You know most of the staff at Booksmith are readers, but did you know we are walkers, too? With the weather finally warming up, with my bike in perpetual disrepair and the 66 bus perpetually 30 minutes away from where I need it to be, I've been taking to the streets, walking to work. And whenever I do decide to foot it, I usually find a co-worker heading my way who has also decided to take the longer way home.
Whether I am in conversation with others or simply letting my mind wander, I am almost always inspired by a walk. I am not the first to note the meditative and thought-provoking powers of the path. Our Destination Literature shelves are full of walkers' testaments to the transformative nature of a good stroll.
The best of these wandering narratives that I've read in recent weeks is Olivia Laing's travelogue To the River. Laing's gorgeous prose floats the reader down England's river Ouse as she walks from its source to the sea. Readers of W.G. Sebald will recognize his style in her textured meditations, at times melancholy and always beautiful. To the River is a survey not only of the river but of the entire landscape of English literature, from Kenneth Grahame and Iris Murdoch to Virginia Woolf, whose complicated relationship to the river in which she drowned is delicately excavated and explored.
England is turning out a lot of walkers these days. You can read about the poet Simon Armitage's 256-mile walk along the "backbone of England," the Pennine Way, in Walking Home. In The Old Ways, Robert Macfarlane, who you may know from his book The Wild Places, walks along England's historical byways, dredging up tales of pilgrimage, territory disputes, and other lively anecdotes that spring up from the natural landscape he crosses.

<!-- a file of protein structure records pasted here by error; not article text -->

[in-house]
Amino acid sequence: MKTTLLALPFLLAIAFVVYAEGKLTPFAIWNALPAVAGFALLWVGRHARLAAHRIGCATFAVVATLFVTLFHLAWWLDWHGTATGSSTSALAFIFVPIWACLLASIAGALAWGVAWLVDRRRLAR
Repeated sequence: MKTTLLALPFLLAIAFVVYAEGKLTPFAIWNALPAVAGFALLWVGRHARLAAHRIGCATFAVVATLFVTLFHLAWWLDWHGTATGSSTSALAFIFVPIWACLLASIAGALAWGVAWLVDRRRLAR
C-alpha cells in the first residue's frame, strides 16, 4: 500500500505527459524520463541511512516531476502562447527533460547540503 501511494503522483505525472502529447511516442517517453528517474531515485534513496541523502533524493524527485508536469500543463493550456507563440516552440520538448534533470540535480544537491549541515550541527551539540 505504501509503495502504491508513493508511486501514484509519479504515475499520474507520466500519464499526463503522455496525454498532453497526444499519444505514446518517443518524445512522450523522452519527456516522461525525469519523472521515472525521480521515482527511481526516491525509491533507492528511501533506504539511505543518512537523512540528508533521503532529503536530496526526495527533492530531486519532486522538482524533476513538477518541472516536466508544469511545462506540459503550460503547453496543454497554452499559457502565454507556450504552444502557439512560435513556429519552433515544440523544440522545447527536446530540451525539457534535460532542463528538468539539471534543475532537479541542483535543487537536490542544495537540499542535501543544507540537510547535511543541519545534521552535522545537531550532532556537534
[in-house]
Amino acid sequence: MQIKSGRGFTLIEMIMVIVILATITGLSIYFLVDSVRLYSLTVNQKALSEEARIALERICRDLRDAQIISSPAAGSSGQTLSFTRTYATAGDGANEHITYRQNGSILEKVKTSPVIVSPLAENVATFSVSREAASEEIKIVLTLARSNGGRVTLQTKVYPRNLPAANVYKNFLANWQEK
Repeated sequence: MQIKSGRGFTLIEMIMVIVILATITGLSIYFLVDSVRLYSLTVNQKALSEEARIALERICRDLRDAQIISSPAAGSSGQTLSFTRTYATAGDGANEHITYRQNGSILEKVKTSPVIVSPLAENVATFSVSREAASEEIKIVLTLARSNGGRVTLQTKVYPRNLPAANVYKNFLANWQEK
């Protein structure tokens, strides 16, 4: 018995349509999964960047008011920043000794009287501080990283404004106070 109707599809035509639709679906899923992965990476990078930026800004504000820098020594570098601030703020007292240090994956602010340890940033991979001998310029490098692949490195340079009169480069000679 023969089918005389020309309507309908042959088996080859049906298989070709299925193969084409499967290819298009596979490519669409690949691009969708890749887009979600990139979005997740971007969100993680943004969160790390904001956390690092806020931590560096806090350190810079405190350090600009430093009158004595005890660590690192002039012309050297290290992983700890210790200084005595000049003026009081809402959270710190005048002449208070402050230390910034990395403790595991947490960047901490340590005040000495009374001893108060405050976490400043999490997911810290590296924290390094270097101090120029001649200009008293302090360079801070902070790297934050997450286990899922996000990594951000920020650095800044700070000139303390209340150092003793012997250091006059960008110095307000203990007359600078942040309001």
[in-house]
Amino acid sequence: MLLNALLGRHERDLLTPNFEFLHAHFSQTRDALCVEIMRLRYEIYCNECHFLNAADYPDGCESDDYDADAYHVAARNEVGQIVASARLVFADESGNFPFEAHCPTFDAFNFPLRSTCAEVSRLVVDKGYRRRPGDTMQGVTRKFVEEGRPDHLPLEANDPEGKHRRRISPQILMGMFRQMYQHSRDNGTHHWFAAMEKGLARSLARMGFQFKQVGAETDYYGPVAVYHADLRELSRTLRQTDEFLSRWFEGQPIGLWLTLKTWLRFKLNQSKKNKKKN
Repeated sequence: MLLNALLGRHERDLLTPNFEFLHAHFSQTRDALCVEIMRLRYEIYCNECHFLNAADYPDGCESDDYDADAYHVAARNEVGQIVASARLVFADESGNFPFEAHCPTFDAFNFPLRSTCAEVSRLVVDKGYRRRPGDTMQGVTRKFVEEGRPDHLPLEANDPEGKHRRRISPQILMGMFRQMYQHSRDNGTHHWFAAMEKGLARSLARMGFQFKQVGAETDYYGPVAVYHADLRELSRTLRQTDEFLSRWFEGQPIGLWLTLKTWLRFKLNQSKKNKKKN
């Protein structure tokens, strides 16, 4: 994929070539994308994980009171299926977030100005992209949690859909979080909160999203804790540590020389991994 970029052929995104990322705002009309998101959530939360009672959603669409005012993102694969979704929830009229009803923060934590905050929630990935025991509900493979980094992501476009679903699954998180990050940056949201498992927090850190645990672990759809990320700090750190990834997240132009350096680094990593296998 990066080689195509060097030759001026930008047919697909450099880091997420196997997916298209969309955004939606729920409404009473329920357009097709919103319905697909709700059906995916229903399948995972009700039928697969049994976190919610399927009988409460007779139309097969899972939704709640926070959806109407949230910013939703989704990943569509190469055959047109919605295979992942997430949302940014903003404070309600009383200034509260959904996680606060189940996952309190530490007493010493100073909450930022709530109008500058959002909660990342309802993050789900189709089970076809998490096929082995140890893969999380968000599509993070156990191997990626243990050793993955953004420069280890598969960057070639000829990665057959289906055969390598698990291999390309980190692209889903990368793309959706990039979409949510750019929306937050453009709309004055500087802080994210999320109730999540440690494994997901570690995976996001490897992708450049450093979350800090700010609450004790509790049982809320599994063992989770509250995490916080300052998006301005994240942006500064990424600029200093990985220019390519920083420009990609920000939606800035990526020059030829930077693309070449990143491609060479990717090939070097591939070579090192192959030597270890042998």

The pleasures and perils of the road as well as the purging, penitential benefits of a good long walk are explored by David Downie (Paris, Paris) in his new travel book, Paris to the Pyrenees. Downie and his wife, photographer Alison Harris, decide to walk the French portion the famous pilgrimage route, the Way of Saint James, reflecting all the while on the nature of religious ritual, local cuisine, and, of course, walking.
For the urban traveler, there's Michael Sorkin's new 20 minutes in Manhattan. This book reminds me of a non-fiction version of Teju Cole's recent novel Open City, in which the narrator meanders along the streets of New York City, musing as he goes. Sorkin's thoughts focus on the architecture he observes along his walk from Greenwich Village to his office in Tribeca, but the tangential nature of a walk allows him to digress into urban planning and the history of the city.
And finally, to remind us of the history of our wandering ways, there's Edmund White's classic The Flaneur. I recently picked up a copy on our remainder table--there may even be a few sale copies left--so walk on in for more inspiration!